A Michigan high school senior had the time of her life at her own Great Gatsby-themed prom last month, even though the milestone event was held at a hospital where she is being treated for a rare blood disorder.
Corinne Bass, 18, of Mount Pleasant, is battling aplastic anemia and had to miss her high school’s senior prom after a bone marrow transplant forced her to remain in isolation at the Spectrum Health Helen DeVos Children’s Hospital, a two-and-a-half hour drive from her hometown.
“When I knew I was going to be missing [prom], that was kind of sad to me,” she told InsideEdition.com.
Realizing how important the milestone was to the graduating senior, a teacher at the hospital, Sarah Smith, wanted to help make her high school experience as normal as possible and pulled together resources to throw a prom right there in the hospital facility.
Inspired by the teen’s love for the Roaring 20s, the prom drew inspiration from The Great Gatsby when it was held on March 15.
"I just like how joyful the time was," Bass said. "It was just a good time for a lot of people."
On the big day, Bass was picked up by a 1949 Cadillac limousine donated by a local car museum, and she and her mom were taken on a joyride around town before arriving at another building within the hospital, which had been transformed to reflect the theme.
“They had a red carpet waiting out there,” she recalled. “And everybody was dressed up in suits and ties. I was greeted with all my doctors and nurses in 1920s attire.”
Although Bass’ friends from school couldn’t make it due to her compromised immune system following her bone marrow transplant, she said her hospital prom helped her come to terms with missing senior milestones at her school, including prank day and skip day.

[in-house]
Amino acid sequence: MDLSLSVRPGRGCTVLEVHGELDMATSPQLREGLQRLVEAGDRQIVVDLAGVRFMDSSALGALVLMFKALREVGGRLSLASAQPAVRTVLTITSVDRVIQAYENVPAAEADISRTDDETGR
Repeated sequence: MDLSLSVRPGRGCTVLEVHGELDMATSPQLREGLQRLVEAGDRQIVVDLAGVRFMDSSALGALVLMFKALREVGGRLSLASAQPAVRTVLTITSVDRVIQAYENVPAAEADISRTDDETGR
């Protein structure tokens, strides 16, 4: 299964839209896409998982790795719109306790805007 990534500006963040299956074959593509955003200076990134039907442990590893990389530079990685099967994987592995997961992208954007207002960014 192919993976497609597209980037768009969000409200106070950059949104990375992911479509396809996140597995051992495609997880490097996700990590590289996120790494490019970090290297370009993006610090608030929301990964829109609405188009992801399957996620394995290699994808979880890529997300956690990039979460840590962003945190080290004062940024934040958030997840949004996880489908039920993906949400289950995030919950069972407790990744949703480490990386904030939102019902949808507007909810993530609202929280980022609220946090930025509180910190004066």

“I can accept it, and I’m okay with it,” she explained. “I think the [prom] that I did have was a lot more special and way more memorable than one I would have had at a typical senior prom.”
Bass’ journey with her health began the summer before her junior year in high school, when she woke up with red spots up and down her legs. After several tests, doctors at Spectrum Health diagnosed her with the rare blood disorder.
“I was scared for most of 2015,” she explained. “But, in the back of your mind, you know that pretty much whatever comes up, the doctors have a plan for it.”
She ended up spending most of the year in the hospital, and when she was allowed to go home, Bass said there were still many things she couldn’t do.
“My immune system was suppressed so I wasn’t allowed to go out and do typical things like go to the beach or hang out with my friends without worrying about getting sick,” Bass explained. “If I got sick, my body wouldn’t be able to fight it off.”
Doctors are now hopeful the most recent bone marrow transplant will help Bass live a normal life. She is set to be lifted from isolation in July, and will attend Central Michigan University for film in September.